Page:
Despite having family members to sponsor them, a group of 20 Chaldean Christians who fled ISIS have been detained for over four months at the Otay Detention Facility in San Diego. The large Chaldean community in Southern California are unhappy with the unexplained delays and are demanding their release.
U.S. Immigration and Customs Enforcement (ICE) claim they are undermanned and face a backlog of cases but have offered little to the media about the prolonged detention of the Chaldean 20.
Mark Arabo, an activist and spokesmen for the local Chaldean community says, "What we do know is that they are being held without a real reason."
Arabo has pleaded with the highest levels of government demanding action for the group being held.
"We are protesting, we are talking to the State Department, and the White House and Congress, and we are putting pressure to make sure they release these twenty people," he declared to Al Jazeera. Arabo believes the excuses from immigration officials about indefinitely detaining them for bureaucratic reasons is "hard to believe."
Arabo pointed out that the men and women in detention have been held too long even by the government's own standards. The vast majority of foreign nationals detained or arrested by ICE are released under some form of supervision, according to their own statement.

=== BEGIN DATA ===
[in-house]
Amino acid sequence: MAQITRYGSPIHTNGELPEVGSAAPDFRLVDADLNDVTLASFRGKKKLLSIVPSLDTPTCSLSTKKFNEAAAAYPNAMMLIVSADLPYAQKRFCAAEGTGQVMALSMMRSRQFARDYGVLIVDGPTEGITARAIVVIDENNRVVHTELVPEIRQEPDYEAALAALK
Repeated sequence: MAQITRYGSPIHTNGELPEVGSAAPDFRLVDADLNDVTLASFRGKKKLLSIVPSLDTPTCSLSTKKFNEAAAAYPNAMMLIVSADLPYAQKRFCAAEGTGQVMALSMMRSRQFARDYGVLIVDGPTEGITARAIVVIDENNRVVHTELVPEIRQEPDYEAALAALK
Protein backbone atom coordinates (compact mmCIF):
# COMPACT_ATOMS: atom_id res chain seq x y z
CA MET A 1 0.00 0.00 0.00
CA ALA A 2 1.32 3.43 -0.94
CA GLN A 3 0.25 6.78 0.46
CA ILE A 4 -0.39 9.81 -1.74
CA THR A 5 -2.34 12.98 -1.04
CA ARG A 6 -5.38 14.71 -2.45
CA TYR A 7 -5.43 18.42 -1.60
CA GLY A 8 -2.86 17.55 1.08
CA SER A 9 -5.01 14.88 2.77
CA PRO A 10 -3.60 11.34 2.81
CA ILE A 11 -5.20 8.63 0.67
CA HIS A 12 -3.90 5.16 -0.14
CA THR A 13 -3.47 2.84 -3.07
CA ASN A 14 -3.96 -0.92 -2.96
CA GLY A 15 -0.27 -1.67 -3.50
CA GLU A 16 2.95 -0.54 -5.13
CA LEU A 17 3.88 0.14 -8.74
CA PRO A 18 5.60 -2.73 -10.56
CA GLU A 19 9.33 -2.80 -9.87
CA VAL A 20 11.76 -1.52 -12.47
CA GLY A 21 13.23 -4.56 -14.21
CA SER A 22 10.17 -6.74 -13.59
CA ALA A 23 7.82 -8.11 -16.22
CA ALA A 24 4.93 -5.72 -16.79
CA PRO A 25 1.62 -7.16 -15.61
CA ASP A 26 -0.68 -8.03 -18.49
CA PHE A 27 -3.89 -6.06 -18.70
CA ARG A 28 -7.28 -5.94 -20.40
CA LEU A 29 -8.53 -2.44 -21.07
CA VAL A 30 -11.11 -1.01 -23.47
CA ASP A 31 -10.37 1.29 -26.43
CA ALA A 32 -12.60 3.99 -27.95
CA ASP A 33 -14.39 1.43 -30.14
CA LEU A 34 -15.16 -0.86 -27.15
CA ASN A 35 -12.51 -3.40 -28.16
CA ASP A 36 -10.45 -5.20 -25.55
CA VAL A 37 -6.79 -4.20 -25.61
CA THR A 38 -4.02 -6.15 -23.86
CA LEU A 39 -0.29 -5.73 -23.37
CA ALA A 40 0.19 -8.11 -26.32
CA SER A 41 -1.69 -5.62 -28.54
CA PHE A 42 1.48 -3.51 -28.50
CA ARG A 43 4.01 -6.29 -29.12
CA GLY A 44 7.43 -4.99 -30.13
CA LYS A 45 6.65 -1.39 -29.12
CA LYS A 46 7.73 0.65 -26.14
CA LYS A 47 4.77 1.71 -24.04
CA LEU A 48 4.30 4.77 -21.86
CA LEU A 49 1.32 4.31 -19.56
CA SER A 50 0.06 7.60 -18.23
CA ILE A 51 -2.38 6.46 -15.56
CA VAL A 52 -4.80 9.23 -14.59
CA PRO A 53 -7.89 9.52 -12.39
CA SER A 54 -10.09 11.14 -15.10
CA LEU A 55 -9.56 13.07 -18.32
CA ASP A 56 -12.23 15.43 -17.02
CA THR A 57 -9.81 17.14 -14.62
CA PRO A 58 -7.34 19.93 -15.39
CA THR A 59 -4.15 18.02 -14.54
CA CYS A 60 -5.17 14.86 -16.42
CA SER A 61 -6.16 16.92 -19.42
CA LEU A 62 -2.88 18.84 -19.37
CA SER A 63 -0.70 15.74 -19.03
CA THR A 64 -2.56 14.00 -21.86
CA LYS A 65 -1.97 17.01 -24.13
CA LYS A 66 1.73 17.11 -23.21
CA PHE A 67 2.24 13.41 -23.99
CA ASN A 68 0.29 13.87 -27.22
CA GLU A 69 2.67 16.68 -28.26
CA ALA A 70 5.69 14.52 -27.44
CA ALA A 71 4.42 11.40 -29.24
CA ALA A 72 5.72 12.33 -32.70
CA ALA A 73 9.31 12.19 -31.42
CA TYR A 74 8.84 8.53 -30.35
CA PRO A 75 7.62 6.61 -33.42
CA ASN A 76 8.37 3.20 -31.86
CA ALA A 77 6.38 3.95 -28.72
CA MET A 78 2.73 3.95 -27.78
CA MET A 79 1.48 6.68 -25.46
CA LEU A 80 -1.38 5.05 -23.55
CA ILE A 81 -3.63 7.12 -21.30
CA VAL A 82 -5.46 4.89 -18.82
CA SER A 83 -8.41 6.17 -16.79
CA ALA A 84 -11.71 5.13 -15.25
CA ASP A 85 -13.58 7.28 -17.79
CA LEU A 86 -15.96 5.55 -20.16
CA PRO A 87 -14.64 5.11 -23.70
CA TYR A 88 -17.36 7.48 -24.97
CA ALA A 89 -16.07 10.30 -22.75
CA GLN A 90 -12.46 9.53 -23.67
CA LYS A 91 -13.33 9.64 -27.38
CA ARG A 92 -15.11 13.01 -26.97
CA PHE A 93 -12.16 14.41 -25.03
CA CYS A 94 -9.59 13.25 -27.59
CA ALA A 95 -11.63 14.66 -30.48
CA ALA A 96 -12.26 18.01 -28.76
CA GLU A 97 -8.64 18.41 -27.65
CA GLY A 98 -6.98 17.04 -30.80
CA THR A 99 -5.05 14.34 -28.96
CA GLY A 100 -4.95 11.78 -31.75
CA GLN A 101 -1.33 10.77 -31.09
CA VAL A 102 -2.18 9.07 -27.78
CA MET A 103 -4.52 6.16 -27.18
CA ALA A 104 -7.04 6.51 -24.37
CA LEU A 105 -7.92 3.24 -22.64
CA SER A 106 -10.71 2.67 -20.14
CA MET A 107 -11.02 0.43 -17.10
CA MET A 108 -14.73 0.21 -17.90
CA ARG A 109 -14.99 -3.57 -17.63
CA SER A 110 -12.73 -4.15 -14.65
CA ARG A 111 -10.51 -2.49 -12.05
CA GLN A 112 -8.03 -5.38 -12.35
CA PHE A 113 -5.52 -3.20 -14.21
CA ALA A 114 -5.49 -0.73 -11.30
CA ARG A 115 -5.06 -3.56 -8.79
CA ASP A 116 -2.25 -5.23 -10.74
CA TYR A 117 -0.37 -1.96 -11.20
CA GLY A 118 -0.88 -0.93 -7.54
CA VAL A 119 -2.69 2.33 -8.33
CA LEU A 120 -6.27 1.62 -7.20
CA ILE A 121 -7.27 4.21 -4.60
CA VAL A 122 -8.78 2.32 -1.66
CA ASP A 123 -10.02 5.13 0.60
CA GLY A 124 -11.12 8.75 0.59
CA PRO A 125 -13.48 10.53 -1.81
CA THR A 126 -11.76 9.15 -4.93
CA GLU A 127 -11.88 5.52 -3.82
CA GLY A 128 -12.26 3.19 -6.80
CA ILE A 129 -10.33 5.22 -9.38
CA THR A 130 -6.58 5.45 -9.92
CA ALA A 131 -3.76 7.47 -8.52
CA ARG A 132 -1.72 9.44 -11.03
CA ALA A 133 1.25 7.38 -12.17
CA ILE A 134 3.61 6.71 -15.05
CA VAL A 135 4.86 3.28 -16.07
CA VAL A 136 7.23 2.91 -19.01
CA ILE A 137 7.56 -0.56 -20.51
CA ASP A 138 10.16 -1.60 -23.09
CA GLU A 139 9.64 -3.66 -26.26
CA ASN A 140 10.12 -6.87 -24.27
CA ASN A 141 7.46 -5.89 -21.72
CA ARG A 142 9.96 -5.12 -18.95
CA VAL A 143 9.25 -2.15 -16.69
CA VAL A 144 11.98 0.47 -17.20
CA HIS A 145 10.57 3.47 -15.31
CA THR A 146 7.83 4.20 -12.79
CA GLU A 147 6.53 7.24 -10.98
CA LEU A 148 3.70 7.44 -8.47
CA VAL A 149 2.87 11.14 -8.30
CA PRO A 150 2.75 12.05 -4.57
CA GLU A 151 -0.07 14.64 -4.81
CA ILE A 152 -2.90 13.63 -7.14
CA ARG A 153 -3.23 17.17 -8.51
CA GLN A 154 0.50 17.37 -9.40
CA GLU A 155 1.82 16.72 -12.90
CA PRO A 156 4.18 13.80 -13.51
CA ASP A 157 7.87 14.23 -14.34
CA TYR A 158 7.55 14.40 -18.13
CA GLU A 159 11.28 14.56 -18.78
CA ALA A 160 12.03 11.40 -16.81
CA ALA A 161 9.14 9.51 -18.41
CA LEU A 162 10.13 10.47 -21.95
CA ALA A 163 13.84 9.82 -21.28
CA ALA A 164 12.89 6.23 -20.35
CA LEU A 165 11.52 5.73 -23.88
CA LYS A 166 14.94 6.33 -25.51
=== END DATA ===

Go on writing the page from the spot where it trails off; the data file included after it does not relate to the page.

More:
"They've escaped hell. Let's allow them to reunite with their families," says Arabo. According to a Los Angeles Times report and an ACLU attorney in San Diego, detainees held for six months that have not seen a judge are by law required to have a court hearing.
Faith, McDonnell, director of religious liberty at the Institute on Religion & Democracy told The Christian Post the detainment is "a disturbing pattern" by the State Department.
"The fact that these asylum seekers are Christians and not Muslim and potential members of ISIS or some other jihadist group (which, of course, we don't discuss, anyway) does not make the "processing" any easier," declared McDonnell.
"This follows the disturbing pattern that we have seen from the State Department of ignoring the particular targeting of Christians by ISIS," said McDonnell, "while giving preferential treatment for asylum to other groups with expedited processing -- like Somalis, Iraqis, and Syrians, some of whom could very well be members of jihadist movements."
The number of Christians who have fled Iraq just since the rise of ISIS is estimated at well over 100,000. In March of this year the Chaldean Patriarch of Iraq, Raphael Louis Sako, testified at the United Nations Security Council saying, "The Islamic extremists groups refuse to live with non-Muslims. Iraqi Archbishop Bashar Warda has stated publicly that the only way to preserve Christianity in Iraq is to defeat ISIS militarily."
"These are Christians who fled for their lives," adds McDonnell, "who have family members willing to sponsor them, and whom, we can lay bets, will not shoot innocent young women in the back for fun, the way illegal immigrant Juan Francisco Lopez-Sanchez did.
"Not only are the Chaldean Christians themselves being eradicated from their ancient homeland by ISIS, but the ancient culture that goes back far beyond the Islamic invasion and conquest is also being obliterated by the barbaric actions of ISIS."
El Cajon, California, just outside San Diego, is second behind Detroit with the largest population of Chaldean Christians in the United States. Tens of thousands Chaldeans fleeing ISIS have found permanent homes in El Cajon.